The grey house spider (plus 8 other indoor species)

Grey-house-spider

Why do spiders evoke such fear in us? Is it their silent movements, their eight-legged stance, or the unexpected places they appear? 

Understanding our fears can often bring comfort and ease. So, let's demystify these creatures that share our homes. 

In this journey, we aim to dispel some of the unease surrounding our eight-legged companions. Let's delve into the world of the grey house spider and seven other common indoor species, uncovering their secrets so you can live in peace.

What are spiders? Is a spider an insect? 

Spiders, with their multiple eyes (in pairs) and eight legs—not six—lack antenna, making them technically not insects. Boo! Did that surprise you as much as stumbling upon a spider in a dimly lit corner? 

Here’s what’s unique about spiders:

Grey-house-spider
  • Spiders breathe with a dual system. Spiders possess a unique respiratory system, a blend of lungs and tracheae that sets them apart in the animal kingdom. Picture this: While we rely solely on our lungs for breathing, spiders (Araneae) harness both their book lungs and a network of tracheae. These tracheae, tiny tubes funneling air directly through openings known as spiracles, allow spiders to breathe in a way no other creatures do.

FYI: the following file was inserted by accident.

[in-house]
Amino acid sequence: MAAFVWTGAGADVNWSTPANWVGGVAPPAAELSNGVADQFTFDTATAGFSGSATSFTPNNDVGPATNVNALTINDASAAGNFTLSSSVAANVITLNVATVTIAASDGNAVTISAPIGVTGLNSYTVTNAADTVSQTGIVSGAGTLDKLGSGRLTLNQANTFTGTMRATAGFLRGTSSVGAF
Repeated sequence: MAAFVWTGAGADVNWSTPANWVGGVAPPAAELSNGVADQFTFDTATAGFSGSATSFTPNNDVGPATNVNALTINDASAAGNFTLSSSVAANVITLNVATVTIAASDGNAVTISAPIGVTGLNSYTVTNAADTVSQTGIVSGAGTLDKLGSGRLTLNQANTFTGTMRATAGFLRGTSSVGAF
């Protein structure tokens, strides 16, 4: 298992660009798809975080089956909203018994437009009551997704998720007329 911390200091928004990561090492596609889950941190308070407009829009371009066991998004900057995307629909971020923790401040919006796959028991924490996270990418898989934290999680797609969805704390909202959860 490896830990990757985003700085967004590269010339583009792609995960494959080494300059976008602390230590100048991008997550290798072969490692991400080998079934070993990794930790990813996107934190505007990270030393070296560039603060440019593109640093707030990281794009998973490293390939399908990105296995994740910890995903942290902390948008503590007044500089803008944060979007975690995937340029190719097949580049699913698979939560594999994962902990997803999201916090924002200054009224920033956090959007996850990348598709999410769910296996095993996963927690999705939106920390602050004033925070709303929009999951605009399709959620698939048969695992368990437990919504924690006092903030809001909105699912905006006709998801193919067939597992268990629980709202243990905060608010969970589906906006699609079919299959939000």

• Spiders can ingest silk. The orb spider recycles the amino acids that make up the silk proteins of its web by simultaneously ingesting the silk and dismantling their damaged web every day. 
  • Not all spiders make webs.  Around 50% of spiders build webs to catch their prey. While only half of spider species weave webs for hunting, their designs vary widely—from the delicate orb webs to the intricate funnel webs that house multiple generations.
  • Spider’s silk is a lifeline. It can be used as a safety line when escaping predators, to hold an underwater air supply—for water spiders—and to disperse spiderlings to wherever their new homes will be.

    How many spiders are in your home (and on earth)?

    At Dr. Killigan's, we're all about the fascinating (and sometimes hair-raising) world of our eight-legged housemates. Now, you might be wondering just how many spiders are cozying up in your living room as we speak. Well, the answer isn't straightforward, but here's a mind-boggling tidbit to ponder: for every one of us, there's a bustling community of about 3 million spiders. Yes, you heard that right!